Continuing its quest to spruce up city and suburban neighborhoods, the Cook County Land Bank is putting 3,189 vacant lots up for sale. The lots will be made available at below-market rates to individuals, developers and organizations. The land bank is hoping those who buy the properties will redevelop them in ways that meet community needs, by creating amenities like public gardens, play lots and basketball courts.
Most of the vacant lots are in areas hit hard by the 2008 foreclosure crisis and are delinquent on taxes. Many of the 2,436 vacant lots in Chicago are on the South and West sides. The bulk of the properties are in East and West Englewood, according to land bank documents. The land bank also put 753 vacant lots in the suburbs up for sale, in communities such as Bellwood, Chicago Heights and Harvey, among others.
The lots were acquired as part of the 2017 biannual Cook County tax scavenger sale. Because the land bank aims to have community members transform these lots to address community needs, in acquiring the properties it has the authority to clear back taxes and other related fees to help eliminate barriers to buying the properties.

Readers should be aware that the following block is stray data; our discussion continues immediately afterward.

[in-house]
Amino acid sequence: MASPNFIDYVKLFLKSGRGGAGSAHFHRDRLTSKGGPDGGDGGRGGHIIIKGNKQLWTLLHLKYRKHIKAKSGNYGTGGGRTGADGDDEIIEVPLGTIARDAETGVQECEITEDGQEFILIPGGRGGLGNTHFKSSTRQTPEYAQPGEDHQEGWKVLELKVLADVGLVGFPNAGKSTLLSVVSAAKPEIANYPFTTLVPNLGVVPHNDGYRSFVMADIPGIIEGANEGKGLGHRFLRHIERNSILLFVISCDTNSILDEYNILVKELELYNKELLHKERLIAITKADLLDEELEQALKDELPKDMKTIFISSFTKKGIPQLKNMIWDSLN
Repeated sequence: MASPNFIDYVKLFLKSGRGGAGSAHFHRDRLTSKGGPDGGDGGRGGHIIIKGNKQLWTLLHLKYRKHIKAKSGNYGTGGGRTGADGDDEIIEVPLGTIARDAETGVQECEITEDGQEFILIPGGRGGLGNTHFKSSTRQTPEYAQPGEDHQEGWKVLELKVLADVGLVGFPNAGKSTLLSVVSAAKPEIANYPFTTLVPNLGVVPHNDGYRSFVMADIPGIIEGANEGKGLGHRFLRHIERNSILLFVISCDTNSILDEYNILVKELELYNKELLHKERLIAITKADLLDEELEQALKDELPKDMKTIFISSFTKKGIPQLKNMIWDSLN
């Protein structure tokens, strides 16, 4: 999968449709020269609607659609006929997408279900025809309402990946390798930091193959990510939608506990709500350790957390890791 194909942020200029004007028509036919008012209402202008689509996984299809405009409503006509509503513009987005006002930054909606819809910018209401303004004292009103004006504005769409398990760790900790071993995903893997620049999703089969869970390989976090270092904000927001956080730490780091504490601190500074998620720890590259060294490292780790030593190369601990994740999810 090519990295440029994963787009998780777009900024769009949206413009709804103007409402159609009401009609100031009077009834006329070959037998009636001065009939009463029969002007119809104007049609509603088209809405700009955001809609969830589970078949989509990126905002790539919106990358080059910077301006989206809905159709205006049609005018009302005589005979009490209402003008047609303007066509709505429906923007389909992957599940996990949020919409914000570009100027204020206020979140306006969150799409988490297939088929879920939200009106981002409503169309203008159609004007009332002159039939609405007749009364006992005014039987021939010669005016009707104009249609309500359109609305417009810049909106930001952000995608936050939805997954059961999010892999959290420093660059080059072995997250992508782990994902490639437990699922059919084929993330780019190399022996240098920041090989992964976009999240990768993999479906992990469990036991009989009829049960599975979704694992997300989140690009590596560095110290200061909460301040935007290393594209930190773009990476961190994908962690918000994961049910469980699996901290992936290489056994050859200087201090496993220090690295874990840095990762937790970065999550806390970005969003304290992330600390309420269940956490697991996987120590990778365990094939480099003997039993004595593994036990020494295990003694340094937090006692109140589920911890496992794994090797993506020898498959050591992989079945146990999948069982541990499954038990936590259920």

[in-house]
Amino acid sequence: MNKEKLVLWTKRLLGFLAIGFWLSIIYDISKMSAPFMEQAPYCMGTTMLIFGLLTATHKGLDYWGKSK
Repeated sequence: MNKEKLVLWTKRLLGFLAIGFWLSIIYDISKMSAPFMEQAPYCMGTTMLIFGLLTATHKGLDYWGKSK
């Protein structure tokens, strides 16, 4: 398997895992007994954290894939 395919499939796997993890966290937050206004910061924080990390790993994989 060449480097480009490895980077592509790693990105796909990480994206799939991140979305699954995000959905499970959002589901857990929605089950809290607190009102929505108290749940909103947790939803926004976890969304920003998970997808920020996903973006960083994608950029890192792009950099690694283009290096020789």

As of Tuesday afternoon, the land bank had the tax certificates for 7,638 vacant lots, 739 residential properties and 306 industrial and commercial properties. The land bank acquires the tax certificates for the properties first, and then after a redemption period when the owner has a chance to pay the overdue taxes, the land bank can transfer the deed to a buyer. Vacant lots are often transferred within six months, and owners of tax delinquent buildings have 2½ years to pay the overdue amount before they lose the deed, according to Rob Rose, executive director of the land bank.
“In these neighborhoods, without this sort of intervention there is no market force that allows for a reset of these properties,” Rose said. “We have properties that are vacant and the tax burden is increasing every year and new taxes owed every year. The thing that makes them unattractive in the first place is the taxes are higher than the value of the property. At one point there’s never a way for these to be turned around. We are resetting these properties and allowing these neighborhoods to receive investment.”
The program is similar to the city’s Large Lots Program, which slashes red tape and encourages community members to buy vacant, blighted properties for just $1 and redevelop them.
Potential buyers of lots in Chicago are required to provide a letter of support from the local alderman if they don’t live in the same ward as the property. Buyers of suburban properties must have the support of the municipality if the purchaser is not local.
The land bank also is offering commercial and industrial properties.